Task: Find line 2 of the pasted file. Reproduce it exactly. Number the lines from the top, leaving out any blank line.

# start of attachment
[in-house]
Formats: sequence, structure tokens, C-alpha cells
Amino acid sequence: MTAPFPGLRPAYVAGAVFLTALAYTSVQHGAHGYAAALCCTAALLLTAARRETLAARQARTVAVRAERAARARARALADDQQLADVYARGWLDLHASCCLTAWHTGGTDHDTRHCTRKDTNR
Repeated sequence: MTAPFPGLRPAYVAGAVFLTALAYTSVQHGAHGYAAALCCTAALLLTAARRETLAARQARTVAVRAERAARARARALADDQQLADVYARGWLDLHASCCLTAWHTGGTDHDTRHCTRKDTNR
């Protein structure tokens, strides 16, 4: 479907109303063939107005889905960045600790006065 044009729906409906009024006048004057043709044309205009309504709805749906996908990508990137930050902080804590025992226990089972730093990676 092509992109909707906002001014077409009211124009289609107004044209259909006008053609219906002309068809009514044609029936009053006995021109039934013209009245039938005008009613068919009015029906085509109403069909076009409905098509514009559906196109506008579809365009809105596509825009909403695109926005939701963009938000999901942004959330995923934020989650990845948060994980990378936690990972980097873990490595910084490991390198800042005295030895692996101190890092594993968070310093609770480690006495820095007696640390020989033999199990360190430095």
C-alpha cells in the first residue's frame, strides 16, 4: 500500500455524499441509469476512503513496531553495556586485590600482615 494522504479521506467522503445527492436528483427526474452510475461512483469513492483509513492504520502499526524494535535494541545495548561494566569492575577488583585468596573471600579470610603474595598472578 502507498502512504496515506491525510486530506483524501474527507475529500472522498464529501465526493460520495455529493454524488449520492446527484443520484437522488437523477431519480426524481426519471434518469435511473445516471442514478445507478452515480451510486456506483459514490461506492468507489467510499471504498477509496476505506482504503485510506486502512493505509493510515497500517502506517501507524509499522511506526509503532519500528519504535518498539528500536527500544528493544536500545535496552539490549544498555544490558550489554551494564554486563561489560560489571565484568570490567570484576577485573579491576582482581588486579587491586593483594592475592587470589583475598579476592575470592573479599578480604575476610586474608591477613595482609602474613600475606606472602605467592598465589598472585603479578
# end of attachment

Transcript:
Formats: sequence, structure tokens, C-alpha cells